SEATTLE — Mt. Rainier wears a permanent skirt of smog. Developers are turning the Seattle suburbs into a replica of Orange County.
And every time there's a multivehicle smashup on the Evergreen floating bridge, commuters trapped in their cars reach the same silent conclusion: It's the Californians!
The natives have held their tongues about these matters until recently, because Seattle residents are famous for their good manners.
But now, casting politeness aside, Seattle has become the first city to rebel against the Great California Yuppie Migration.
Californians who have used their recent real estate windfalls as tickets out of the increasingly claustrophobic Southland have been called equity exiles, equity emigres and equity refugees. But now, they'd better prepare to be called equity aliens.
Anyone unfortunate enough to have joined the California-to-Seattle migration in recent weeks has wandered smack into a barrage of accusations that "sun-bleached barbarians" are polluting the once-pristine Emerald City.
Words like plague and scourge have been applied freely to immigrants like Jim Friswold, who moved his family north from Yorba Linda last month. Friswold predicts the California-bashing "will get worse before it gets better."
The snubs, reminiscent of the early '70s "Don't Californicate Oregon" campaign, reached another transplant before she even left her California home. After reading about a Seattle newspaper columnist's campaign aimed at keeping out Californians, Neota Bradley almost canceled her move, even though her husband had already arranged a job transfer from San Francisco.
Bradley ultimately moved, but she took precautionary measures, such as having her California license plates replaced with Washington plates immediately upon arrival.
Relocation specialist Mindy Sitton of Coldwell Banker in Seattle said she has talked at length with potential immigrants about the new anti-California attitude here.
"It's scaring a lot of people," she said.
Even tourists from California apparently feel they need to take steps to stave off persecution. A Seattle newspaper columnist reported seeing this hand-lettered sign in the back of a van bearing California plates: "Just Visiting. Don't Worry."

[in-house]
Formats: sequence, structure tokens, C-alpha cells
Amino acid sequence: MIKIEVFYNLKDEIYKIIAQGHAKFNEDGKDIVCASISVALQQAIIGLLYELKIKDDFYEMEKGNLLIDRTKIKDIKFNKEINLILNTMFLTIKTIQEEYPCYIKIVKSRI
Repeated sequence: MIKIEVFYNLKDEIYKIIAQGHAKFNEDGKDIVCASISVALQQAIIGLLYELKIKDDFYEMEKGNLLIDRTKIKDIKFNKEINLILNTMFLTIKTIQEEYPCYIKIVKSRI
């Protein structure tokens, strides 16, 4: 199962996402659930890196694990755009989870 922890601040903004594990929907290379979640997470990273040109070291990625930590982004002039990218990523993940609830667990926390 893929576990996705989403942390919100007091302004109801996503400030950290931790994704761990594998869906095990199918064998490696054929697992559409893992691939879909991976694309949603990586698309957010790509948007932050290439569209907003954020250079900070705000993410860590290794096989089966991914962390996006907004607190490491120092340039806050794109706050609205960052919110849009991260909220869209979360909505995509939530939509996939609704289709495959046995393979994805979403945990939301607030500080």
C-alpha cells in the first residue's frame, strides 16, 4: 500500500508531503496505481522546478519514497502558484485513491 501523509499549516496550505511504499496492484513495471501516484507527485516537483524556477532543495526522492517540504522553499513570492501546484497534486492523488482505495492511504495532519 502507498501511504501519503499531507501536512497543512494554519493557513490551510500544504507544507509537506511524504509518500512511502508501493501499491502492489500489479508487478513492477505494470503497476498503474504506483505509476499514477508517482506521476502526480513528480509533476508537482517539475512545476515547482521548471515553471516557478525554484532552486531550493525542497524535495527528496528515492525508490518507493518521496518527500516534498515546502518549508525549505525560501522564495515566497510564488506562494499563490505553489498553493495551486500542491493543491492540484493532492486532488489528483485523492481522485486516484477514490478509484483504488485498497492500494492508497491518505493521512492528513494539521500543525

Seattle, of course, is not the only place receiving disaffected Angelenos trailing U-Hauls. California migrants are relocating nationwide. But it sometimes seems as if there's a direct pipeline from Los Angeles and the Bay Area to the burgeoning new communities on Seattle's Eastside--towns like Bellevue and Kirkland.
What Seattle has going for it are: jobs--unemployment here is at a 20-year low; mountain and water views galore; and just enough trendy, high-tech familiarity to make the place comfortable for Californians.
In contrast, a transplant who chooses Spokane or Walla Walla, for instance, is unlikely to find espresso served in convenience stores.
Just how many California emigres have relocated in Seattle is a matter of wild speculation in the Northwest.
Based on Internal Revenue Service data, state office of financial management statistics say 22% of all newcomers to Seattle are from the Golden State; that figure has remained steady since 1975.
But some newspaper accounts have declared the California-to-Seattle exodus a flood, based on figures from moving companies and other sources.
Real estate agents report that as many as 90% of their recent sales are to Californians, who see as a real bargain the King County August median home price of $99,000 (which agents say will get a buyer a three-bedroom, two-bath, 1,500-square-foot house in a modest middle-class neighborhood).
It's fair to say that, even if an equal number of immigrants are coming to Seattle from states other than California, the Californians may be having a bigger impact with their conspicuous real estate wealth and equally conspicuous life styles.
The first wave of immigrants, especially, seemed to alienate natives with shows of excess. They came waving cash, flashing tans and generally crowing about having caught the golden ring.
Now, the conquering hero stance is out, humility and discretion are in. The new immigrants don't talk about money if they can help it.
Bradley said she and her husband, John, make a point of saying they have made a decision to own only one car: a 17-year-old VW square-back.
When people say to her, "I suppose you find our city cheap," she emphatically declares that she does not. She adds for good measure: "I wear blue jeans from Montgomery Ward and we go out for pizza maybe once a week. I think we'll fit in real well."
Groveling for acceptance is a price the Bradleys are willing to pay in exchange for their new-found views of Puget Sound and the Olympic mountains from their $180,000 West Seattle home. At night, the well-lit car ferries churning across the sound look like floating candelabra, Bradley said.